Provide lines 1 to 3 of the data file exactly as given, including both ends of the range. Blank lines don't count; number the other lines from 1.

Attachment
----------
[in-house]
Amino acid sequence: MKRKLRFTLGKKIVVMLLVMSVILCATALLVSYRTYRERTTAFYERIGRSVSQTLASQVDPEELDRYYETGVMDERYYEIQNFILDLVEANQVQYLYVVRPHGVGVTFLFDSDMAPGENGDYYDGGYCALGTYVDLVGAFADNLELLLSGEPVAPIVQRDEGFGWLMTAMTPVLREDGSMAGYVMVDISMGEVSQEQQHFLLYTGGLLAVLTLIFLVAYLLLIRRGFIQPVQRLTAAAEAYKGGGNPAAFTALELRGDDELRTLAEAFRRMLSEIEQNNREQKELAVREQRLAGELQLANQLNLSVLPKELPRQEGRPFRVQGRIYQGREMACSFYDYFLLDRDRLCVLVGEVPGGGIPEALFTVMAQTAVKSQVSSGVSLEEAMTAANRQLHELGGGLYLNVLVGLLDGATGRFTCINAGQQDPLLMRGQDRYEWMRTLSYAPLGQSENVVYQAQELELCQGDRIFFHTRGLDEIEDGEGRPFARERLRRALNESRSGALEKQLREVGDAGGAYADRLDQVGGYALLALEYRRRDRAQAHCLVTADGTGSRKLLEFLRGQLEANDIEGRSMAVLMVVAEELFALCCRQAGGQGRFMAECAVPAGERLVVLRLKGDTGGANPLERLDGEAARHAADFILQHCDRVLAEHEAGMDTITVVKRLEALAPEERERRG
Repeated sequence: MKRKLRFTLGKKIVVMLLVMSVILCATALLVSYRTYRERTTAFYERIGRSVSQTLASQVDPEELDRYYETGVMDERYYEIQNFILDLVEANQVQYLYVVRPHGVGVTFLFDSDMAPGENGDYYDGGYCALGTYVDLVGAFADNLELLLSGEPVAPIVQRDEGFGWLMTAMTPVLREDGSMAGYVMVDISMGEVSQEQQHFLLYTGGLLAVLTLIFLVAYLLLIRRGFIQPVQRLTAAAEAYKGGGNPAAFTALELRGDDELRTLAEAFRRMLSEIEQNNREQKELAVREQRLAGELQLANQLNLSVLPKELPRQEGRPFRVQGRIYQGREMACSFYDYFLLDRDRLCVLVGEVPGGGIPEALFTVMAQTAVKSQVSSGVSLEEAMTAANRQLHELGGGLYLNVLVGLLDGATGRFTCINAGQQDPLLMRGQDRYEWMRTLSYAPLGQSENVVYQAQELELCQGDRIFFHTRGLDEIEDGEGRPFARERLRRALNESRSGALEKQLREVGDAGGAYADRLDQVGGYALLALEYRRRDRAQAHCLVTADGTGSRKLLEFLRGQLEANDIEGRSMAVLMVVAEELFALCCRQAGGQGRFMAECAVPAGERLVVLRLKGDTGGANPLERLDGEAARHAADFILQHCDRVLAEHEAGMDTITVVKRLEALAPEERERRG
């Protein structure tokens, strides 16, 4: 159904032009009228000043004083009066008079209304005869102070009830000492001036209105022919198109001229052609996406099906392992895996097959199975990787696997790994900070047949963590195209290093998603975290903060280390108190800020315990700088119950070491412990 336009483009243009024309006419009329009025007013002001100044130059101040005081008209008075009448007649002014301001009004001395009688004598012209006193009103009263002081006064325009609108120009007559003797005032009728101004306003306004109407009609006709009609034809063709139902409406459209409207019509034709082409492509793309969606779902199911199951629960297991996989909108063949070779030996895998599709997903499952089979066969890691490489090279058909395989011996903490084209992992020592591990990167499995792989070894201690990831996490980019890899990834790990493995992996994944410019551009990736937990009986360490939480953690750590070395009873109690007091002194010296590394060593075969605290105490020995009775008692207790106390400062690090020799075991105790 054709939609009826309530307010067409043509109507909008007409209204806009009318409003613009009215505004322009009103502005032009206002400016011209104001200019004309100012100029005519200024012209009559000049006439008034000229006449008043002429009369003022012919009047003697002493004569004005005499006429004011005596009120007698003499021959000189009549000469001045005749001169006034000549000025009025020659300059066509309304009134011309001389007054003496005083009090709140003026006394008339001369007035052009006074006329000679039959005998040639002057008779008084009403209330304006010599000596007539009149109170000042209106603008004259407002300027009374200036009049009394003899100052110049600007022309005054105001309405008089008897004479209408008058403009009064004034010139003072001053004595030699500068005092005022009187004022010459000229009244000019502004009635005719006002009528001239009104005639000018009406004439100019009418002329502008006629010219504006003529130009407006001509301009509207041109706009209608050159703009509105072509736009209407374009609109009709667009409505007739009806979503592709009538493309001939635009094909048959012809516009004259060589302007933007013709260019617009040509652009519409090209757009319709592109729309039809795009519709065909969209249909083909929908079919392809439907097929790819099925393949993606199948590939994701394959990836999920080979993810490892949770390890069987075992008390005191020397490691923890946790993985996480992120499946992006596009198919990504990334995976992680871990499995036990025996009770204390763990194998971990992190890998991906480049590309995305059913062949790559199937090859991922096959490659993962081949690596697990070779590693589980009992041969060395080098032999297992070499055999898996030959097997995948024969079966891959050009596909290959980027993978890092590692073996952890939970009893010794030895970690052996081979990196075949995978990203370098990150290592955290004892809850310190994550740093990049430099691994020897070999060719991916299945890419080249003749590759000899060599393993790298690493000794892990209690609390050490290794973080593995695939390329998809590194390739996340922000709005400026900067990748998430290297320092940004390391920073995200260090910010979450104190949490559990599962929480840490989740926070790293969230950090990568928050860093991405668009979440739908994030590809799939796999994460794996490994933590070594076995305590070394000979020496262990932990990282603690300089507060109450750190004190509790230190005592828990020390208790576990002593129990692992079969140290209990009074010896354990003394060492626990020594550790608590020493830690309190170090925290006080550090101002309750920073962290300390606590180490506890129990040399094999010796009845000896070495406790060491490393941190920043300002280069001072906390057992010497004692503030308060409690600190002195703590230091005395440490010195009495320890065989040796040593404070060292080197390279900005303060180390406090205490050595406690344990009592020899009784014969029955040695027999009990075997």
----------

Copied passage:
[in-house]
Amino acid sequence: MKRKLRFTLGKKIVVMLLVMSVILCATALLVSYRTYRERTTAFYERIGRSVSQTLASQVDPEELDRYYETGVMDERYYEIQNFILDLVEANQVQYLYVVRPHGVGVTFLFDSDMAPGENGDYYDGGYCALGTYVDLVGAFADNLELLLSGEPVAPIVQRDEGFGWLMTAMTPVLREDGSMAGYVMVDISMGEVSQEQQHFLLYTGGLLAVLTLIFLVAYLLLIRRGFIQPVQRLTAAAEAYKGGGNPAAFTALELRGDDELRTLAEAFRRMLSEIEQNNREQKELAVREQRLAGELQLANQLNLSVLPKELPRQEGRPFRVQGRIYQGREMACSFYDYFLLDRDRLCVLVGEVPGGGIPEALFTVMAQTAVKSQVSSGVSLEEAMTAANRQLHELGGGLYLNVLVGLLDGATGRFTCINAGQQDPLLMRGQDRYEWMRTLSYAPLGQSENVVYQAQELELCQGDRIFFHTRGLDEIEDGEGRPFARERLRRALNESRSGALEKQLREVGDAGGAYADRLDQVGGYALLALEYRRRDRAQAHCLVTADGTGSRKLLEFLRGQLEANDIEGRSMAVLMVVAEELFALCCRQAGGQGRFMAECAVPAGERLVVLRLKGDTGGANPLERLDGEAARHAADFILQHCDRVLAEHEAGMDTITVVKRLEALAPEERERRG
Repeated sequence: MKRKLRFTLGKKIVVMLLVMSVILCATALLVSYRTYRERTTAFYERIGRSVSQTLASQVDPEELDRYYETGVMDERYYEIQNFILDLVEANQVQYLYVVRPHGVGVTFLFDSDMAPGENGDYYDGGYCALGTYVDLVGAFADNLELLLSGEPVAPIVQRDEGFGWLMTAMTPVLREDGSMAGYVMVDISMGEVSQEQQHFLLYTGGLLAVLTLIFLVAYLLLIRRGFIQPVQRLTAAAEAYKGGGNPAAFTALELRGDDELRTLAEAFRRMLSEIEQNNREQKELAVREQRLAGELQLANQLNLSVLPKELPRQEGRPFRVQGRIYQGREMACSFYDYFLLDRDRLCVLVGEVPGGGIPEALFTVMAQTAVKSQVSSGVSLEEAMTAANRQLHELGGGLYLNVLVGLLDGATGRFTCINAGQQDPLLMRGQDRYEWMRTLSYAPLGQSENVVYQAQELELCQGDRIFFHTRGLDEIEDGEGRPFARERLRRALNESRSGALEKQLREVGDAGGAYADRLDQVGGYALLALEYRRRDRAQAHCLVTADGTGSRKLLEFLRGQLEANDIEGRSMAVLMVVAEELFALCCRQAGGQGRFMAECAVPAGERLVVLRLKGDTGGANPLERLDGEAARHAADFILQHCDRVLAEHEAGMDTITVVKRLEALAPEERERRG